Leningrad’s early punk pioneers. The photo is characteristically called “A Mass Brawl at the Plant”. Andrei “Svin” Panov, Evgeni Yufit are within the mess. Leningrad 1984. (Photo used with permission from the Svin and AU digital archive)

Leningrad punks1990. (Photo by Natasha Vasil’eva)

Send your tour photos, bands that have come through your town, the best of your local bands, etc. to: . Include your name, a link to your website (or flickr, Facebook, or whatever), and the band (or subject), date and location of each photo. Just send your best photos — edit tightly. Three to seven photos is plenty, and it’s best to send pictures of different bands. Please do not send watermarked photos. Please make your photos 72 dpi and about 600–800 pixels at the longest side. Not everything sent in will be posted, and a response is not guaranteed, but we do appreciate all of your contributions. Feel free to submit more than once. Thanks!

MRR Radio #1412 • 8/3/14

August 3rd, 2014 by

Per from Sweden’s own SEX DWARF stops by and pulls some of his favorites from the collection. Rob plays some new stuff and gives the letter X some love. This is how rock ‘n’ roll should be!

Sex Dwarf (photo by Soile Siirtola)

Sex Dwarf (photo by Soile Siirtola)

Intro song:
SEX DWARF – Dera Ord

Rob – New Stuff
THE DISHRAGS – I Don’t Love You
WHITE ASS – Stencil
ZIG ZAGS – No Blade of Grass
BIKINI KILL – Don’t Need You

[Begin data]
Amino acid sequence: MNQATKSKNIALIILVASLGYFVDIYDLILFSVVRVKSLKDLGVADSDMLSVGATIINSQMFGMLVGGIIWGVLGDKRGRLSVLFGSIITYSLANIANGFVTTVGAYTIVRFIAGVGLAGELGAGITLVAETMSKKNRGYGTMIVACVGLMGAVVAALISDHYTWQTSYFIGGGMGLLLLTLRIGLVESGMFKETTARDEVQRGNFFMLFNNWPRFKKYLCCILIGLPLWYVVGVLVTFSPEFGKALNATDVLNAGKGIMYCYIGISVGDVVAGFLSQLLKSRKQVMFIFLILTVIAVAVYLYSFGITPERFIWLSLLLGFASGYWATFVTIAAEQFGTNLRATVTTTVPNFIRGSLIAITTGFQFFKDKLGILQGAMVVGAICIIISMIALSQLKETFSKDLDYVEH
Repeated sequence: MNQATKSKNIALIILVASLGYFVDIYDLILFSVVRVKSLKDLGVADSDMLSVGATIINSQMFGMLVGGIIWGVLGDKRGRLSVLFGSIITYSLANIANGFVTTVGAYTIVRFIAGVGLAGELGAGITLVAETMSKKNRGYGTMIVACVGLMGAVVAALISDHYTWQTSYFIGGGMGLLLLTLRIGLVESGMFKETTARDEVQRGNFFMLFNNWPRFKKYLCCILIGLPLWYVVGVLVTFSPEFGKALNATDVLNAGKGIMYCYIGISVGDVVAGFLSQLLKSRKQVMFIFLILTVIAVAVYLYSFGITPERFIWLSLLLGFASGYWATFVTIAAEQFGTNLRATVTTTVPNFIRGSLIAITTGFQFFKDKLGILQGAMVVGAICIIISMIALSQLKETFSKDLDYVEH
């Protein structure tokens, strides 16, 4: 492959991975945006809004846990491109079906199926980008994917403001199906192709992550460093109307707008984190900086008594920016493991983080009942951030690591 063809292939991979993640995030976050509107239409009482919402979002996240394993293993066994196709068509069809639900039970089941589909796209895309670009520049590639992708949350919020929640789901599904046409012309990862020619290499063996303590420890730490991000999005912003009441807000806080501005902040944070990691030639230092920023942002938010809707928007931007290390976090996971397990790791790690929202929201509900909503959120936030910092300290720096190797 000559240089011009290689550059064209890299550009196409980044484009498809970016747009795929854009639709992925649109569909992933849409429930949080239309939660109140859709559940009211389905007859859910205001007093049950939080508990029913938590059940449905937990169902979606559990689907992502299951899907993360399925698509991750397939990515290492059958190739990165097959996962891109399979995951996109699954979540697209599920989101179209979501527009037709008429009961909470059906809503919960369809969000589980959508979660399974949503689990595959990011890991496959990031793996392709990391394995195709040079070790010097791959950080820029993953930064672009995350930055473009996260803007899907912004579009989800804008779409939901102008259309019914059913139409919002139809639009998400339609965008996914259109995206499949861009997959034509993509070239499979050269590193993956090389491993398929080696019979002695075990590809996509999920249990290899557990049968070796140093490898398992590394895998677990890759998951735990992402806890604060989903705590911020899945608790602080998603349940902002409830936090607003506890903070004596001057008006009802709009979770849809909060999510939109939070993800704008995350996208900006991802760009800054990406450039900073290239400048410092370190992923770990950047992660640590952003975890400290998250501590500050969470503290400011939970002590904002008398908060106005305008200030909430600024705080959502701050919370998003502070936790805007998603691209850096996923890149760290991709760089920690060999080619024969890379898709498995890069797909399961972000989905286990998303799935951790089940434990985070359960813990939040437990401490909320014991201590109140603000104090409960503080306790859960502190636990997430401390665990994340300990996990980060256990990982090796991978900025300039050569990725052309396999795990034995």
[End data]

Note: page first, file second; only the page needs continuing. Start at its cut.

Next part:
Per – Rocks and Rolls Part 1
MG 15 – Genocidio
FIRMEZA 10 – Emergencia
DESTINO FINAL – Ove Vas a Hacer?
ARCHAIC – Noise in Your Head

Rob – X Marks the Spot
XPOZEZ – Skitzofrenia
X-O TOXINS – Living Hell
X-CRETA – Exaggerated
X-RAYS – Totalled Baby
XTRAVERTS – Police State

Per – Rocks and Rolls Part 2
BELGRADO – Dead Nation
PART 1 – Possessed

Outro song:
COMPLETE DISORDER – We Must Do Something Now (Tribute to Fraggle, aka Comrade Barley)

Maximum Rocknroll Radio is a weekly radio show and podcast featuring DIY punk, garage rock, hardcore, and more from around the world. Our rotating cast of DJ’s picks the best of the best from MRR magazine’s astounding, ever-growing vinyl archive. You can find MRR Radio archives, specials, and more at radio.maximumrocknroll.com. Thanks for listening!

Record of the Week: TAULARD Les Abords du Lycée LP

August 1st, 2014 by


After my recent fascination with ’80s French Oi! and coldwave, here comes something equally interesting, one to add to my list of grande musique de France: keyboard-, drum- and bass-driven synthpunk right out of current day Grenoble! I love everything about this release: the mixed bag of influences (punk, post-punk, electro, hip hop, Renaissance music!) the subtle cinematic orchestration, the layout of the inner sleeve and silk screened Miró-esque cover. The almost church organ-like keyboard tunes steal the show, sounding like they’re coming from some busted up old ’60s synth, wafting and weaving through the tight, minimal yet animated drumming (kick, floor tom, snare and hi-hat), the soulful rhythms of the bass (that fullness of jazz, that spike of punk, that slight funk edge) and the attitude-filled vocals (with that poeticism that the French language inherently possesses). The backing vocal harmonies leave a ’60s psych garage aftertaste, but the keyboard and vocals really manage to set a multitude of tones and moods to real-life settings (suffocation, depression, drunken mirth, traveling, crushes, loss, sexual mistakes). There is a sense of humour (even mockery) to the performance, and the A-side almost sounds as if a bunch of punks got together in a brick basement (upon Roman ruins for all I know) to write a soundtrack to the urban comedy/drama they call life. Don’t let that playful attitude fool you though; the darker B-side ends the show on a morose tone, where disappointment and disillusion abound; a bad trip confession set to music. Bitter yet sweet, magical yet haunted, vintage yet moderne. Fucking brilliant! Get it!

Listen/download here